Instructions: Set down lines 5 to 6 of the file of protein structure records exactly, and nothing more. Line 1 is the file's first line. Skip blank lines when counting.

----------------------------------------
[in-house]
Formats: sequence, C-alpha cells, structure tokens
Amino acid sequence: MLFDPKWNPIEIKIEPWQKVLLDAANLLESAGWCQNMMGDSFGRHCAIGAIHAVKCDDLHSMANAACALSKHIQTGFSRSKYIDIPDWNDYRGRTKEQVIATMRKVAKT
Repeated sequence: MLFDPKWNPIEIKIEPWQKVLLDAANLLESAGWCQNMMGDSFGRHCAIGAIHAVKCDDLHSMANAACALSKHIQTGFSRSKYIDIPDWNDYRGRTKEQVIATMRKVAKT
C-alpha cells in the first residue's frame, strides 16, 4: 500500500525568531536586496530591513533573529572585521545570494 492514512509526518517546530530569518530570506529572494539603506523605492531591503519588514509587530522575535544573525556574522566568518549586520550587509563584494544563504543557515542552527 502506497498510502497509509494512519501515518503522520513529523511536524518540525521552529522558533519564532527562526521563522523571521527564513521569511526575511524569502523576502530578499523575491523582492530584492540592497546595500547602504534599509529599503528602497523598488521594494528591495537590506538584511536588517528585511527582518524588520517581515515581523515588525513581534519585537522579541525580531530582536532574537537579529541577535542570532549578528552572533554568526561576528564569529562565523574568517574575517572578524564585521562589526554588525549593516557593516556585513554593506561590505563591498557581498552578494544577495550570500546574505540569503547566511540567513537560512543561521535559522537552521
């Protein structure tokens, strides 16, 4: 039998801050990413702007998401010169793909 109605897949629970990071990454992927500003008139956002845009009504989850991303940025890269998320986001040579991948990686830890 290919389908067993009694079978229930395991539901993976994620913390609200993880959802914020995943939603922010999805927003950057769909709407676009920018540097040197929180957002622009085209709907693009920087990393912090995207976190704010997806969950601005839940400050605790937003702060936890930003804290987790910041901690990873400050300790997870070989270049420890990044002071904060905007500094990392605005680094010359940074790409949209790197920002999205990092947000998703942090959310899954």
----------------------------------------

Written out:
C-alpha cells in the first residue's frame, strides 16, 4: 500500500525568531536586496530591513533573529572585521545570494 492514512509526518517546530530569518530570506529572494539603506523605492531591503519588514509587530522575535544573525556574522566568518549586520550587509563584494544563504543557515542552527 502506497498510502497509509494512519501515518503522520513529523511536524518540525521552529522558533519564532527562526521563522523571521527564513521569511526575511524569502523576502530578499523575491523582492530584492540592497546595500547602504534599509529599503528602497523598488521594494528591495537590506538584511536588517528585511527582518524588520517581515515581523515588525513581534519585537522579541525580531530582536532574537537579529541577535542570532549578528552572533554568526561576528564569529562565523574568517574575517572578524564585521562589526554588525549593516557593516556585513554593506561590505563591498557581498552578494544577495550570500546574505540569503547566511540567513537560512543561521535559522537552521
């Protein structure tokens, strides 16, 4: 039998801050990413702007998401010169793909 109605897949629970990071990454992927500003008139956002845009009504989850991303940025890269998320986001040579991948990686830890 290919389908067993009694079978229930395991539901993976994620913390609200993880959802914020995943939603922010999805927003950057769909709407676009920018540097040197929180957002622009085209709907693009920087990393912090995207976190704010997806969950601005839940400050605790937003702060936890930003804290987790910041901690990873400050300790997870070989270049420890990044002071904060905007500094990392605005680094010359940074790409949209790197920002999205990092947000998703942090959310899954």